sages accusing the Esterhazy court
martial of having dared "in obedience
to orders received" to acquit the comte
with "an Iniquitous verdict which will
sully with suspicion the decisions of all
future courtsmartial."
The indictment wholly ignores M.
Zola's accusations against high person
ages in the army, General Mercler, Gen
eral Billot. General Pellieux and others,
whom he specifically charged with ille
gality and breach of trust. This indi
cates that no light is to be let on the
doings of tie- general staff.
The Aurore publishes today a letter
from M. Zola to M. Billot, the minister of
war, protesting against the limitation
of the indictment against him, and de
claring that he will know how to prove
his assertions When he appears before
an Independent jury.
PAius. Jan. 21.—m. Varvoort, edttoi
of Le Jour, und M. Adjalber, a write)
for Lea Droits de L'Homme, fought :i
duel with swords on account of a dis
pute arising out of the Dreyfus case
M. Varvoort sustained three flrsl
wounds and 11. Adjulbert was wounded
in the forearm. Tin- seconds stopped
the fight.
The Latin quarter was quiet today
The police have arrested about flftj
persons on suspicion. Three experts it
handwriting, whom Emile Zola charge!
with making false reports at the court
martluls of Major Count Esterhazy, will
it is announced, sue the novelist fo
100,000 francs damages.
HAVRE, Jan. 21.—Red placards wen
posted here today denouncing the Drey
fuslaus and Inscribed with the usus
cries against the Jews and In favor o
the army and the republic.
PARIS, Jan. 81.—During the debate I
the chamber of deputies today on th
estimates of the department of publl
worship, M. Gerrard denounced th
"dangers of clericalism."
The premier, M. Mellne, declare
there was no ground for such fears. Con
tinuing, he denied that the government
was composed of clericals or that It was
under pontifical direction, adding that
the co-called clerical peril was only put
forward to divert attention from the So
cialist and revolutionary peril.
Ex-Mlnister Goblet then moved the
separation of church and state, which
was defeated by 319 to 192 votis.
Several members denounced the Inter
ference of Chief Rabbi Zaddockan in the
Esterhazy affair, whereupon M. Melard
replied that if the chief rabbi had acted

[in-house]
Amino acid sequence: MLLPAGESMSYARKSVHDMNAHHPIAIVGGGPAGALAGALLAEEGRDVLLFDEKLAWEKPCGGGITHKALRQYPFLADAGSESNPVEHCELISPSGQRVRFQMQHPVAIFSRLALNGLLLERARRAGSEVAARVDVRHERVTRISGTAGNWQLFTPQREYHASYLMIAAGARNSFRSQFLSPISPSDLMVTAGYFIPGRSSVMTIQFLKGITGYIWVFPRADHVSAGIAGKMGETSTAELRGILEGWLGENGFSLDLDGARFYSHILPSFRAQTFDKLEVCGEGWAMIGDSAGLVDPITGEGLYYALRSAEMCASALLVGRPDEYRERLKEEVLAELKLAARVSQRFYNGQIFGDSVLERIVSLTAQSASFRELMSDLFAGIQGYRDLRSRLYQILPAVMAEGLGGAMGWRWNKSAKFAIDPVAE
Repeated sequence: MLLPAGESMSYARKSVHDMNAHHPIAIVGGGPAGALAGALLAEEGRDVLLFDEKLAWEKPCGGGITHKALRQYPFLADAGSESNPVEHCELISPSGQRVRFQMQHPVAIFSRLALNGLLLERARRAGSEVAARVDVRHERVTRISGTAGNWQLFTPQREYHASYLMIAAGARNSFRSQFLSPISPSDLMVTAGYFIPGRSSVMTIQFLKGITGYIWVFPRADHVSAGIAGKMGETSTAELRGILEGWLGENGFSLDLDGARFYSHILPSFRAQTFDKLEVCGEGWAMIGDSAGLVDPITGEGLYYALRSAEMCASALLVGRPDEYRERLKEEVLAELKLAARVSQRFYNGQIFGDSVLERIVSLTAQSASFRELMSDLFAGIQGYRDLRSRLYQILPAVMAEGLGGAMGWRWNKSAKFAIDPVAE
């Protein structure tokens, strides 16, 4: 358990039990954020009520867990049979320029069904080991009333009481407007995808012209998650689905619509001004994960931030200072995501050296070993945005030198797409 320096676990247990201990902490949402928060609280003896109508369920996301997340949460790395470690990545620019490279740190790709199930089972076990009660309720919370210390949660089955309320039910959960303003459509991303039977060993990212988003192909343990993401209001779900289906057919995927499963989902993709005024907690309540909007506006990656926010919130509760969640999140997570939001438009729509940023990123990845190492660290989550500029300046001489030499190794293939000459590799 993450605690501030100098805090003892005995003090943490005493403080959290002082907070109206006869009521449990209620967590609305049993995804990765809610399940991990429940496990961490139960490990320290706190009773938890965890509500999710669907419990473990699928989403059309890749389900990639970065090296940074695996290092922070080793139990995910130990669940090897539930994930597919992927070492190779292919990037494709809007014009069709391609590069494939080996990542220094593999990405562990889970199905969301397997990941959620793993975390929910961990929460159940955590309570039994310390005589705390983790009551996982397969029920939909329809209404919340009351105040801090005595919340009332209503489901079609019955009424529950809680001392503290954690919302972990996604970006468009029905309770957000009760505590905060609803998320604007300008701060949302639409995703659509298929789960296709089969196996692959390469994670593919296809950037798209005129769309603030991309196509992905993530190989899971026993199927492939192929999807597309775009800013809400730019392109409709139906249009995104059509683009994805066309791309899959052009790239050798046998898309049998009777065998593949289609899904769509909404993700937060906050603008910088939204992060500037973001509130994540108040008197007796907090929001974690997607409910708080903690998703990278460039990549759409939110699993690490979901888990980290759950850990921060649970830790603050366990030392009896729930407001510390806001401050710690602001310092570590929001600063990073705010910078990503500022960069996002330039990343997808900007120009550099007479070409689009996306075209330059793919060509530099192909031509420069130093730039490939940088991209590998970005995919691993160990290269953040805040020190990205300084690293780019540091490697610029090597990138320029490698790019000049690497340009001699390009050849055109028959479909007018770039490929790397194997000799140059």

improperly he could be deprived of his
M. de Mahy called attention to the
propaganda of English and German
pastors in various parts of France, de-1
nouncing them amid applause as "spies"
and as being a "veritable peril to the
existence of the fatherland." ,
The estimates were then adopted.
M. Detrieux moved the denunciation
of the Concordat (or understanding be
tween the French government and the
The motion was defeated by a vote of
316 to 171.
Was Not Expected
VALPARAISO. Jan. 21.—Congress
closed yesterday, after several private
sessions. Boundary controversy with
Argentina still causes great excitement,
but war is not expected.
Ballington Booth's Pretty Secretary
Sandbagged by a Disappointed
Lover—Made a Mistake
NEW YORK, Jan. 21.—As the result of
an attempt at assassination Captain
Annie P. Hughes of the Volunteers of
America, and secretary to Commander
Ballington Booth, lies in a critical con
dition in Orange, N. J. She was sand
bagged within a short tlistance of her
home and the blow caused concussion of
the brain.
Erich A. Prisman. alias George Bell, a
former convict, who recently was dis
charged from Commander Booth's staff
at the Volunteer headquarters, has been
arrested on suspicion of being the
would-be murderer.
The incentive for the deed, according
to the police, was revenge for having
been dismissed and because the prison
er's attentions to Major Jennie Hughes,
sister of the captain, were rebuked. The
police think thai Prisman mistook Cap
tain Hughes for her sister when he dealt